The Suburban Rail Loop (SRL) and Melbourne Airport Rail (MAR) are two landmark projects,  SRL will deliver 20,000 jobs and 2,000 apprentices, trainees and cadets with detailed development work, including an investment case, being delivered in late 2021. 

Development work on the MAR project has continued during 2020, including assessment of station locations options, concept of operations, packaging and procurement options, value creation and capture opportunities.  A tender process for the first packages of works from Sunshine to Albion is expected to commence in 2020/21 financial year, with construction scheduled to begin in 2022.  The Victorian and Commonwealth Governments’ have committed up to $5bn each to deliver the MAR project.

Public Private Partnership (PPP)

There are currently three PPP projects in development representing $10bn in capital investment, ie: Frankston Hospital Redevelopment, North East Link, Public Housing Renewal projects.

A key message in the budget is that government will continue to procure infrastructure and services through PPP’s where such partnerships can achieve “value for money”.

Skills Development & Training

The Government had previously announced the formation of a new Victorian Skills Authority (VSA) following the tabling of the Macklin Review earlier this year.  As stated, the State Government will commit $89m in the budget for its establishment and investment in skills based training.  There is little detail in the budget on how this new authority will operate, other than it is designed to bring together industry, training providers and other stakeholders to produce insights into priority training areas and inform the Victorian Skills Plan to better guide training delivery, where it’s most needed.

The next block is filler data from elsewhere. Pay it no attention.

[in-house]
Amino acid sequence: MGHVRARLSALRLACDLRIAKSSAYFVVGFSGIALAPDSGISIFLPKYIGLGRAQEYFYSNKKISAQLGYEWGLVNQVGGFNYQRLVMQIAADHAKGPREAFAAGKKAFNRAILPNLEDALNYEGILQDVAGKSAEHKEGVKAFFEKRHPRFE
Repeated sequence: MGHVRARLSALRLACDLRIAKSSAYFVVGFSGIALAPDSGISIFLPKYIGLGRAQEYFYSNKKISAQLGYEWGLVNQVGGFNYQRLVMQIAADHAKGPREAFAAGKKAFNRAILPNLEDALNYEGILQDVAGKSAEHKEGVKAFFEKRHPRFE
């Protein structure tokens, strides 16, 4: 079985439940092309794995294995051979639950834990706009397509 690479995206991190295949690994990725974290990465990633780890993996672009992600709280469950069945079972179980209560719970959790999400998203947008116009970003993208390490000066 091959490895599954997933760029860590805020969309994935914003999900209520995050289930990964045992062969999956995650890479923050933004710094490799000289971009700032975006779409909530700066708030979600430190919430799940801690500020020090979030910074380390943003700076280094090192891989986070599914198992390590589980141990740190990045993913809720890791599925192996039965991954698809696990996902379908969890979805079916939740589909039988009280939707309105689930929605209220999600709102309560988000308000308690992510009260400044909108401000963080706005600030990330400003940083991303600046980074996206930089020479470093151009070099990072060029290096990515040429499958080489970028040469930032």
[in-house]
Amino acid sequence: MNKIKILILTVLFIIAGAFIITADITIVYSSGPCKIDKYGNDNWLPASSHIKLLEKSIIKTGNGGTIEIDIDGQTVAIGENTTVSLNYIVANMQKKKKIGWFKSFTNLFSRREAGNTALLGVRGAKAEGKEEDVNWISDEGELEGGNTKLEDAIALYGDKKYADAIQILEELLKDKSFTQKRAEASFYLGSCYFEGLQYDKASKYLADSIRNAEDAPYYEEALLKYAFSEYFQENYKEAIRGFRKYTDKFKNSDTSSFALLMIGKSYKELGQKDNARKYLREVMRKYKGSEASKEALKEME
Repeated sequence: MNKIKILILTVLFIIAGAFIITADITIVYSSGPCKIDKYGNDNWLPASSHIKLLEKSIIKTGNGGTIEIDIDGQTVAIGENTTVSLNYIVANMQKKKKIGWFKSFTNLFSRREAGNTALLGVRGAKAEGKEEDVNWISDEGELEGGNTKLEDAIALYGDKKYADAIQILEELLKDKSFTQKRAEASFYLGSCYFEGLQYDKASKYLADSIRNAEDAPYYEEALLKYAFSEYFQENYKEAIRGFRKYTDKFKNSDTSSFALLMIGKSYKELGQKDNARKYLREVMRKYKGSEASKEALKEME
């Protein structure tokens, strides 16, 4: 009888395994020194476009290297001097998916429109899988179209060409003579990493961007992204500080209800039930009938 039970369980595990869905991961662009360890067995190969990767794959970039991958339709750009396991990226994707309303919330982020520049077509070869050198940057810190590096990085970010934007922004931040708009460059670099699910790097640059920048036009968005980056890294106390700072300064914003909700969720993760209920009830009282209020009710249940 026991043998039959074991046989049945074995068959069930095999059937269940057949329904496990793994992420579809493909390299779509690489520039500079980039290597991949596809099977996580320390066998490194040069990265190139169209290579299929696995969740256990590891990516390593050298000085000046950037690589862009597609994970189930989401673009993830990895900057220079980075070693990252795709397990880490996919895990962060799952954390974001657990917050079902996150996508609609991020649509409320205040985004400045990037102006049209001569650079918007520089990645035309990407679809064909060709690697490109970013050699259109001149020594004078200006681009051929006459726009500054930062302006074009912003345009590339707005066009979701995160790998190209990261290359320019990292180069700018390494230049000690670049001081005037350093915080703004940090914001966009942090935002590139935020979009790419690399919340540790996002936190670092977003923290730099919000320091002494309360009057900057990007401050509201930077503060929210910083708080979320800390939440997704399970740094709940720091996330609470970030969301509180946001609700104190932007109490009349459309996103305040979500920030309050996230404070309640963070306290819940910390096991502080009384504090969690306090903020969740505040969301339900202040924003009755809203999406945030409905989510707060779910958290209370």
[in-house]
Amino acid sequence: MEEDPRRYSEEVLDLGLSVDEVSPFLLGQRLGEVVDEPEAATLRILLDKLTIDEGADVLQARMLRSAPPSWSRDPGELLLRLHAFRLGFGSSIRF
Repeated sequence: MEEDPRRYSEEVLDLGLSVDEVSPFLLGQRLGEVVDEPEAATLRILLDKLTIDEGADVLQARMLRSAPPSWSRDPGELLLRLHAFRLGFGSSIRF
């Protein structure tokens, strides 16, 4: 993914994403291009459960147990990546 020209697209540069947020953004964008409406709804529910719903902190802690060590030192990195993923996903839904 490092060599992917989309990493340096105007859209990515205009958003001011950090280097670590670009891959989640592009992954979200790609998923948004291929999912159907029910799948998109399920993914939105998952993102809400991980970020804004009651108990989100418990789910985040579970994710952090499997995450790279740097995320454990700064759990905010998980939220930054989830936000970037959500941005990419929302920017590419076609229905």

Contributions for Government-subsidised accredited training courses delivered by TAFE and other registered training providers is targeted to continue and increase into 2022.  This includes subsidy rates, maximum concession contribution rates, and non-Free TAFE waiver rates.

$185m is in the budget to support the teaching workforce with $148m being used to establish the new Victorian Academy of Teaching & Leadership.  The Academy’s flagship Teaching Excellent Program, will act as a centre of expertise enabling teachers to advance their skills drawing on latest research.  The Academy will also focus on best practice sharing ideas, knowledge, experience and resources.  The Budget fails to recognise the urgent need to create pathways and recruit specialised and accredited trainers in sectors such as the civil construction industry.

For those CCF members seeking details on specific projects contained in the 2021/22 State Budget, please do not hesitate to contact me.

Until my next update …. keep well – keep safe.

Kind regards,